Books

Book review: Water in May by Ismee Amiel Williams

I think it’s safe to say that I’ve not been this moved by a young adult book since The Fault in Our Stars. Ismee Amiel Williams’s Water in May* certainly tugs at the heart strings but not in a gratuitous way. This is a book that will at the very least have you biting on your bottom lip, if not all-out weeping, but not at the expense of character or story.

water in may by Ismee Amiel Williams

Water in May is narrated by Mari Pujols, a 15-year-old girl who is delighted to find she’s pregnant because she’ll finally have someone in her life who truly loves her. Her mum walked out when she was eight, her dad is in jail and her gran seems to feel stuck with her. But when doctors discover her unborn child has a heart defect, Mari faces choices far beyond what any teenager should ever have to deal with. Especially one who feels so alone.

See. You can imagine why anyone would find this story particularly moving, especially someone who has a small child and who has dealt with loss. The first-person narrative really helps the story to pack an emotional punch and the use of Dominican slang helps convey the sense of Mari’s heritage and lifestyle. It feels like a very authentic young adult novel – speaking as someone who is pushing 30! One particularly strong point for me was Mari’s friendships. I love the sense of sisterhood and that despite everyone’s struggles they’re all there for each other, as an alternative family when their own is sometimes lacking. They also added a lighter element to an otherwise quite dramatic and emotional story.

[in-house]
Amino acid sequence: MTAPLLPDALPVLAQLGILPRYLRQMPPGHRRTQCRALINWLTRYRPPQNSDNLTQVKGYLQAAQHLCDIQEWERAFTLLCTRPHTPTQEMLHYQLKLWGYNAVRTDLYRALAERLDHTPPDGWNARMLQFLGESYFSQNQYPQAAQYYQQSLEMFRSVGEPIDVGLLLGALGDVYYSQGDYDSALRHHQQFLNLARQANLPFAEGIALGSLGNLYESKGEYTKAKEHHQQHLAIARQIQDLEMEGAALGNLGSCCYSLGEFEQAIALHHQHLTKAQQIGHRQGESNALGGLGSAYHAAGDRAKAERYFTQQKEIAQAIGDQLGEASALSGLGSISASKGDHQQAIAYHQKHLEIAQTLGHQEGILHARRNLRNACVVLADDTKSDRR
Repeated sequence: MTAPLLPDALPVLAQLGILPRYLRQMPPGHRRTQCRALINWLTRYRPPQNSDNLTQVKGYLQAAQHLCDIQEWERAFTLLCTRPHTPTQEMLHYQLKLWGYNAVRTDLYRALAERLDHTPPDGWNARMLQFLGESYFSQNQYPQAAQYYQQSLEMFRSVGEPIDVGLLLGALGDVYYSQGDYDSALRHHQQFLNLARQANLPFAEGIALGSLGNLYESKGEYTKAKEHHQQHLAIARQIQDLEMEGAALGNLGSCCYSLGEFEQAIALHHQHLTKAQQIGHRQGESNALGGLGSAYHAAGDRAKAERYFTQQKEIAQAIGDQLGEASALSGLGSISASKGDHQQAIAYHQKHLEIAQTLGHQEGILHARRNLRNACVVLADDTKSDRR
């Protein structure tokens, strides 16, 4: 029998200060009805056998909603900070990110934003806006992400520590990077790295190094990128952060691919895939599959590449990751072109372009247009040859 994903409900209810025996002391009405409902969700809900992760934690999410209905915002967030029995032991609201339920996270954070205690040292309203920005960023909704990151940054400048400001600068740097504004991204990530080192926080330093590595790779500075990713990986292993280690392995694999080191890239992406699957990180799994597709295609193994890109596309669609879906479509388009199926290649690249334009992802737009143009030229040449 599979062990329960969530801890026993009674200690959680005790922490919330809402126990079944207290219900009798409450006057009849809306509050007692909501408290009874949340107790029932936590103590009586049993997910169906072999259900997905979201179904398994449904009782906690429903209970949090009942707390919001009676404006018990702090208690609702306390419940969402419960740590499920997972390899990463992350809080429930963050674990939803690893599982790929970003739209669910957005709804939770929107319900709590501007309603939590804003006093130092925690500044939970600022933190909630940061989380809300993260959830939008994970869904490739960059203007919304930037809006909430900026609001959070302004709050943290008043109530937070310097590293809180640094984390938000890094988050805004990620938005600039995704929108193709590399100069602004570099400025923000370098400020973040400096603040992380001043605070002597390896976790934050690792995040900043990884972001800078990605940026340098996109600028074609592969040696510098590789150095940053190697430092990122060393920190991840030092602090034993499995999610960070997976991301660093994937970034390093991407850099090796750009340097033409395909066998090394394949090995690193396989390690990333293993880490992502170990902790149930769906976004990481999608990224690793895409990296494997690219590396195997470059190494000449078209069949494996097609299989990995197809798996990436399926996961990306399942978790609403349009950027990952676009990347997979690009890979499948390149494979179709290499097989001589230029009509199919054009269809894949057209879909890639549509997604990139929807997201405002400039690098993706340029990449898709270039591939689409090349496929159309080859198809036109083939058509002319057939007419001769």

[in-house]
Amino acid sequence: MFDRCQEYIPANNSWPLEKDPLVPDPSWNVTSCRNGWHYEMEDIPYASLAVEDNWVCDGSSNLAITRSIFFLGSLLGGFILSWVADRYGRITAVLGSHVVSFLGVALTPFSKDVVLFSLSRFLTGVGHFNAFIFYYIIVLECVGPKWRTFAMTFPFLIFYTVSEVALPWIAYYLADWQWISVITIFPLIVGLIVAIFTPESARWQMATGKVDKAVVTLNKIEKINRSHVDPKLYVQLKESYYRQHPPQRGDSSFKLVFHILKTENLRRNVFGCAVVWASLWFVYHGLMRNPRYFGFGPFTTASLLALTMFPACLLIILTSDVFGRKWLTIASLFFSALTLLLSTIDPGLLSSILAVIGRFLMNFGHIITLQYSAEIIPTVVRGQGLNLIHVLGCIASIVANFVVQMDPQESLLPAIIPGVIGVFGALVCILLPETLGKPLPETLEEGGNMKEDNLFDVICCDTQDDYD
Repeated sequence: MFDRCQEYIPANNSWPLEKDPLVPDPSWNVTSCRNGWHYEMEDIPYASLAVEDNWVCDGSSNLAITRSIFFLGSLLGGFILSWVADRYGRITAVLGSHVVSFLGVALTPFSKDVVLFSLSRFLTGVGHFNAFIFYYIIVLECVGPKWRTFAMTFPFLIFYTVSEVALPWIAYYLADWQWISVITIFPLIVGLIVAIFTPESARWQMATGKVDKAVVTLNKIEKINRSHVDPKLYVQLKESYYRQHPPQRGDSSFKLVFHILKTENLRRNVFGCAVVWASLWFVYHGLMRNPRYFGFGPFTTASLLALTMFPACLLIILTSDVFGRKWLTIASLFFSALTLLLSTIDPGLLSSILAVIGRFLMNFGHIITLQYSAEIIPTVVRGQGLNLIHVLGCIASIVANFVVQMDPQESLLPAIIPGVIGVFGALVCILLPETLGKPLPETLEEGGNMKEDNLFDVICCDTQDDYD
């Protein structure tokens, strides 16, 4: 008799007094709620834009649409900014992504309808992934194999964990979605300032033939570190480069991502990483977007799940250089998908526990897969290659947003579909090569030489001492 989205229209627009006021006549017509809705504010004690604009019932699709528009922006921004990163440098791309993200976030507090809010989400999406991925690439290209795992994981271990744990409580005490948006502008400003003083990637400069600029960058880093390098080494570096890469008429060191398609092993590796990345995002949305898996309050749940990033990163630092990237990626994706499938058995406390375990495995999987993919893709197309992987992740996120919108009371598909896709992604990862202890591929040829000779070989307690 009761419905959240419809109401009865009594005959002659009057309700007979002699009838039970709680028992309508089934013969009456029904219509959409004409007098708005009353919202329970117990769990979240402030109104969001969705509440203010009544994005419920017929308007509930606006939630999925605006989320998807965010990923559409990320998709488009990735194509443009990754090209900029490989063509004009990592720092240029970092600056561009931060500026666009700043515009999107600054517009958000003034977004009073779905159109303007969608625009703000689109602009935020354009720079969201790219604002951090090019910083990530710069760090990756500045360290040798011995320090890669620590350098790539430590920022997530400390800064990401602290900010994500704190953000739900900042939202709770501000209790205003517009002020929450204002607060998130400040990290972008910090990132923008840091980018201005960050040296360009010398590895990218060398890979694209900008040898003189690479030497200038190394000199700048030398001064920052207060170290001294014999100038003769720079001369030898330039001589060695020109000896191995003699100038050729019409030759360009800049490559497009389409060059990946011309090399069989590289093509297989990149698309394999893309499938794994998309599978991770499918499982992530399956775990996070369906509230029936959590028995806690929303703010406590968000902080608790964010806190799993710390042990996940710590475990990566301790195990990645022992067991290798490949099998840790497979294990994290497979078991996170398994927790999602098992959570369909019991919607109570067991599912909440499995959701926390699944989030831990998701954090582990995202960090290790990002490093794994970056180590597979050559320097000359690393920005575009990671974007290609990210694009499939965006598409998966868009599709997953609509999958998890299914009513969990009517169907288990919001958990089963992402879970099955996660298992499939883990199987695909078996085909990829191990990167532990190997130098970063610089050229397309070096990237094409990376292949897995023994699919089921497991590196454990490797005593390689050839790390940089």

The medical side is handled well and not laden with jargon, as Mari’s sympathetic doctor talks to her in ways that she can understand without being condescending. Readers might be interested to know that the author is actually a pediatric cardiologist herself  and, as the daughter of a Cuban immigrant, partially raised by her grandparents, her own background helped her to understand the real-life Maris she has met throughout her career.

Probably best not to read this one if you’re pregnant/a hormonal blubbering mess but certainly otherwise very highly recommended! I’m interested to see what Ismee Amiel Williams comes up with next.

Water in May is released tomorrow.

*I was sent a copy of this book for review purposes and all thoughts are my own.

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